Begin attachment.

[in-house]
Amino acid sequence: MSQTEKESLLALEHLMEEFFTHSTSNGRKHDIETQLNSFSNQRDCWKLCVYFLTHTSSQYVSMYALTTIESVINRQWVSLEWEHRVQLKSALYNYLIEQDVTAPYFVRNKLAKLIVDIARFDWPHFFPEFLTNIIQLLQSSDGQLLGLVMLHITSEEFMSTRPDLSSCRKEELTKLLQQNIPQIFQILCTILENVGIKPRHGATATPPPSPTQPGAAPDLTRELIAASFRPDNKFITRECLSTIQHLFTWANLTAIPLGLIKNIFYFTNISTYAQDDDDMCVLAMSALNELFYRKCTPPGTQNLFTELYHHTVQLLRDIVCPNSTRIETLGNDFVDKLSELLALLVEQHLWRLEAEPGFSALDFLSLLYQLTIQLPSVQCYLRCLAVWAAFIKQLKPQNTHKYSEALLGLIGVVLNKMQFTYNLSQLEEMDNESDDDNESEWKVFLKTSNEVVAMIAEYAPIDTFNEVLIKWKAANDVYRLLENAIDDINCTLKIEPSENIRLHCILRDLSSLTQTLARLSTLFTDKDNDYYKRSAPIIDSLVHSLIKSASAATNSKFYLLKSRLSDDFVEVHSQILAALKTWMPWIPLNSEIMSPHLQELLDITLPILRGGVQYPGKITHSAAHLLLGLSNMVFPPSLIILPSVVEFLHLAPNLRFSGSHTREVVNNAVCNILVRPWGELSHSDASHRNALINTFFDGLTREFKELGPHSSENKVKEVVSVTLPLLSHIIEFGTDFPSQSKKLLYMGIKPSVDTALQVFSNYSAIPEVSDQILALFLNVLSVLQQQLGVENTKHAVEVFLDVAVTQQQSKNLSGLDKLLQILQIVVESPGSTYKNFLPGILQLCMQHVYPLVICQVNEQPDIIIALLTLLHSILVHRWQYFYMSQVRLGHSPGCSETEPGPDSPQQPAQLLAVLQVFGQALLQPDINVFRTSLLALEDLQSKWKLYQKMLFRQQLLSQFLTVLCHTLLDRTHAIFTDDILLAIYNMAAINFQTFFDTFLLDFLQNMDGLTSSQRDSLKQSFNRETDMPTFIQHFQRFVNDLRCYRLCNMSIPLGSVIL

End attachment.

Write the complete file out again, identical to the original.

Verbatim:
[in-house]
Amino acid sequence: MSQTEKESLLALEHLMEEFFTHSTSNGRKHDIETQLNSFSNQRDCWKLCVYFLTHTSSQYVSMYALTTIESVINRQWVSLEWEHRVQLKSALYNYLIEQDVTAPYFVRNKLAKLIVDIARFDWPHFFPEFLTNIIQLLQSSDGQLLGLVMLHITSEEFMSTRPDLSSCRKEELTKLLQQNIPQIFQILCTILENVGIKPRHGATATPPPSPTQPGAAPDLTRELIAASFRPDNKFITRECLSTIQHLFTWANLTAIPLGLIKNIFYFTNISTYAQDDDDMCVLAMSALNELFYRKCTPPGTQNLFTELYHHTVQLLRDIVCPNSTRIETLGNDFVDKLSELLALLVEQHLWRLEAEPGFSALDFLSLLYQLTIQLPSVQCYLRCLAVWAAFIKQLKPQNTHKYSEALLGLIGVVLNKMQFTYNLSQLEEMDNESDDDNESEWKVFLKTSNEVVAMIAEYAPIDTFNEVLIKWKAANDVYRLLENAIDDINCTLKIEPSENIRLHCILRDLSSLTQTLARLSTLFTDKDNDYYKRSAPIIDSLVHSLIKSASAATNSKFYLLKSRLSDDFVEVHSQILAALKTWMPWIPLNSEIMSPHLQELLDITLPILRGGVQYPGKITHSAAHLLLGLSNMVFPPSLIILPSVVEFLHLAPNLRFSGSHTREVVNNAVCNILVRPWGELSHSDASHRNALINTFFDGLTREFKELGPHSSENKVKEVVSVTLPLLSHIIEFGTDFPSQSKKLLYMGIKPSVDTALQVFSNYSAIPEVSDQILALFLNVLSVLQQQLGVENTKHAVEVFLDVAVTQQQSKNLSGLDKLLQILQIVVESPGSTYKNFLPGILQLCMQHVYPLVICQVNEQPDIIIALLTLLHSILVHRWQYFYMSQVRLGHSPGCSETEPGPDSPQQPAQLLAVLQVFGQALLQPDINVFRTSLLALEDLQSKWKLYQKMLFRQQLLSQFLTVLCHTLLDRTHAIFTDDILLAIYNMAAINFQTFFDTFLLDFLQNMDGLTSSQRDSLKQSFNRETDMPTFIQHFQRFVNDLRCYRLCNMSIPLGSVIL